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British Heligoland 1814-1890


Last modified: 2004-12-29 by santiago dotor
Keywords: germany | heligoland | helgoland | canton (union flag) | eagle (white) | governor | coat of arms | blue ensign | disc (white) | unidentified flag |
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[Optional Civil Flag and Ensign (British Heligoland 1814-1890)] 5:8 or 1:2
Optional Civil Flag and Ensign
by Zeljko Heimer

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In Norie and Hobbs 1848, are three flags of Helgoland (British), all proportions 2:3:

Jarig Bakker, 28 September 2000

Civil Flag and Ensign

Reported 1848

[Civil Flag and Ensign (British Heligoland 1814-1890)] 2:3      [Civil Flag and Ensign (British Heligoland 1814-1890)] 1:2
both by Jorge Candeias

Horizontal tricolor green-red-white. Variants in 2:3 and 1:2.

Norman Martin, March 1998

Optional Civil Flag and Ensign

Reported 1848 and 1862

[Optional Civil Flag and Ensign (British Heligoland 1814-1890)] 5:8 or 1:2
by Zeljko Heimer

During the British period (1814-1890) the canton with the union flag was frequently (usually?) added to the Heligoland tricolor. It was removed in 1890.

Roy Stilling, 15 December 1995

Horizontal tricolor green-red-white. In the canton, the British union jack. Heligoland was under British rule 1814-1890.

Norman Martin, 30 May 1998

The Governor of Heligoland wrote in a despatch dated 11 May 1888 (PRO file ADM 116/300):

The tricolour is flown on shore and in their boats and some have added the English Jack to mark their English nationality. It is a private flag entirely optional on the part of the people, who, if engaged by the week or month, fly as a rule in their pleasure boats during the season the national flag of the visitor hiring them who generally provides one for the purpose.

David Prothero, 1 July 1998

In a reply of 19th May 1888, the Colonial Office wrote that the striped flag, "was not officially recognised" and that "the [undefaced] Red Ensign should be used, but not of sufficient importance for any further action to be taken". In my opinion it is unlikely that the green-red-white striped flag with or without the Union Flag canton was made in 1:2. Proportions of 3:5 or 5:8 are more likely.

David Prothero, 27 September 2000

Flag Variants (probably mistaken)

[Heligoland (Germany)]
by Jorge Candeias

Reported also horizontal white, red, green, but probably is a mistake.

Norman Martin, March 1998

Other reported local flag by Flaggenmitteilung 102. Horizontal yellow, green, light blue.

Jaume Ollé, 1 July 1998

Unidentified 19th Century Flag

Reported 1848

[Heligoland 1848 (Germany)]
by Jaume Ollé

A white eagle on a red field.

Norman Martin, March 1998

Governor's Flag

[Governor's Flag (British Heligoland 1814-1890)] 1:2
by Jaume Ollé

There was no white disc or garland on the Governor's Union Flag; the shield and crown badge was applied direct as on the flag of the Lord-Lieutenant of Ireland. Source: PRO document CO 325/54.

David Prothero, 1 July 1998 and 27 September 2000

Reported State Flag and Ensign 1870-1890 (mistaken or unofficial)

[State Flag and Ensign (British Heligoland 1814-1890)] 1:2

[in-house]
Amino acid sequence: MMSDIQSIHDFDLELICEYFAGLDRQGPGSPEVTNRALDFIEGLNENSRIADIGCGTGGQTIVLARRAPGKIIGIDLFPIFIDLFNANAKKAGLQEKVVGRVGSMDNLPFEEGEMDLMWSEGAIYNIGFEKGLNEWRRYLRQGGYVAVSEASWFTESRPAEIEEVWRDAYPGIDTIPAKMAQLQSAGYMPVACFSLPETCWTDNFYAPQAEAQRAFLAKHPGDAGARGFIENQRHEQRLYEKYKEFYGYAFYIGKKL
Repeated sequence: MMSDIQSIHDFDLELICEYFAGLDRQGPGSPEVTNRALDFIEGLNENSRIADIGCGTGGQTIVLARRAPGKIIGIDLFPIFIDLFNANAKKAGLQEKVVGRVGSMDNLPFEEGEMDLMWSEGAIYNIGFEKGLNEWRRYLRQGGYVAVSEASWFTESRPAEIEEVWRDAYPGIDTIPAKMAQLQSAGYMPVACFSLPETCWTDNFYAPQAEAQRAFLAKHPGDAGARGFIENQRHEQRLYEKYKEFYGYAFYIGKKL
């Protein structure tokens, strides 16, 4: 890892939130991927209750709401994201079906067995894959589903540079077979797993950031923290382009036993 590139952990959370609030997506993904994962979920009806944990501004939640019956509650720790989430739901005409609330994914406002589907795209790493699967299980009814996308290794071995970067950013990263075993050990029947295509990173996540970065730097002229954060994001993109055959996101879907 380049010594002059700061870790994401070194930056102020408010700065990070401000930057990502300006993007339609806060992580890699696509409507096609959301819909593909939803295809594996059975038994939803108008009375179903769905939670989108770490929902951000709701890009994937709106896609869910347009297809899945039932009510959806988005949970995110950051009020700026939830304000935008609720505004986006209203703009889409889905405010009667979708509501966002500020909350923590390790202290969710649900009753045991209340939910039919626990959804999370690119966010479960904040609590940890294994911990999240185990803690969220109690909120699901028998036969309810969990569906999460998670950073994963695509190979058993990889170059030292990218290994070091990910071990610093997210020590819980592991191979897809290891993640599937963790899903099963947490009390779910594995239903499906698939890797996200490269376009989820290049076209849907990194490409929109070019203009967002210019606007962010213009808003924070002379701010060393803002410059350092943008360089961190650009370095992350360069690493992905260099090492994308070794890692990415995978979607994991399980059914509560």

by Jaume Ollé

There is no record of a Blue Ensign defaced with the shield of Heligoland ever having been used. It can usually be assumed that a badge that appeared on a Governor's Union Flag was also used on the Blue Ensign, but the Colonial Office Flag Book (CO 325/54) refers only to the Governor's flag. It does not prove that there was not one, but if there was, I think that there would not have been a white disc, and probably no crown.

David Prothero, 27-28 September 2000

Source for this flag is Longueville Flags and badges of the British Commonwealth. Surely David Prothero is right and no public record exists, but probably it existed and public records were lost. I believe that arms were pictured in a post stamp and after c. 1860 the british colonies could use the arms or badge in the ensign. I don't know any reason why Helgoland could be an exception and was excluded from the general normative.

Jaume Ollé, 30 September 2000

The source was a Colonial Office work book (CO 325/54) in which badges and flags were recorded as they were approved. It still does not prove that there was not a Heligoland Blue Ensign. Clerks make mistakes, and unauthorised flags are used, but the probability that there was no Heligoland Blue Ensign is supported by the absence of Blue Ensigns for Isle of Man, Guernsey and Alderney. Jersey's Blue Ensign was not approved until 1906. The first Colonial Office Circular about colonial Blue Ensigns was sent out 16th January 1866. Governors did not have the right to introduce any flag or ensign until it had been approved by the Colonial Office and the Admiralty.

Other badges that appeared on Union Flags but not on Blue Ensigns include those of Australia, New Zealand, South Africa and Sudan (Governors-General); Northern Ireland and Windward Islands (Governors); Canadian Provinces (Lieutenant-Governors); Western Pacific, South Africa, Palestine, United Kingdom, Basutoland (High Commissioners); Liu Kung Tau (Administrator) and Zanzibar (British Resident).

David Prothero, 1 October 2000

Guernsey, Jersey and Man were not colonies but dependencies. According to Longueville Flags and badges of the British Commonwealth the blue ensign with arms in circle, for Helgoland, was used 1870-1890 (no red ensign) and also in garland in the Union Flag. After the explanation of David Prothero I am sure that this flag, if not a mistake of Rudi Longueville, was not official.

Jaume Ollé, 2 October 2000